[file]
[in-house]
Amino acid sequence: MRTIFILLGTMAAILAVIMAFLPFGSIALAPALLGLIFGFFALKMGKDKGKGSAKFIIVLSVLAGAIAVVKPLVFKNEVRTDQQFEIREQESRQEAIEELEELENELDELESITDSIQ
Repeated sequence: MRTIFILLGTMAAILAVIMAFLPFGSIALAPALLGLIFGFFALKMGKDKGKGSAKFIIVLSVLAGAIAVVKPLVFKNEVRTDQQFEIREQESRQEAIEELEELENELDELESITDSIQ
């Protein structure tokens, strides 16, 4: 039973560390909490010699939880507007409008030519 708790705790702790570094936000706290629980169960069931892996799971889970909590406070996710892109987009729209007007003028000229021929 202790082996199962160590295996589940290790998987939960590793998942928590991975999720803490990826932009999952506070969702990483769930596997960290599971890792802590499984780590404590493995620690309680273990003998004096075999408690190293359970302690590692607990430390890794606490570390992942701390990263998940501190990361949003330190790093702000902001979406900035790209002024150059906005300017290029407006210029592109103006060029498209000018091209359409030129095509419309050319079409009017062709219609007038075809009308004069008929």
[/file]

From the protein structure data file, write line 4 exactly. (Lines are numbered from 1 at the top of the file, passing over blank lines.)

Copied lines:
């Protein structure tokens, strides 16, 4: 039973560390909490010699939880507007409008030519 708790705790702790570094936000706290629980169960069931892996799971889970909590406070996710892109987009729209007007003028000229021929 202790082996199962160590295996589940290790998987939960590793998942928590991975999720803490990826932009999952506070969702990483769930596997960290599971890792802590499984780590404590493995620690309680273990003998004096075999408690190293359970302690590692607990430390890794606490570390992942701390990263998940501190990361949003330190790093702000902001979406900035790209002024150059906005300017290029407006210029592109103006060029498209000018091209359409030129095509419309050319079409009017062709219609007038075809009308004069008929």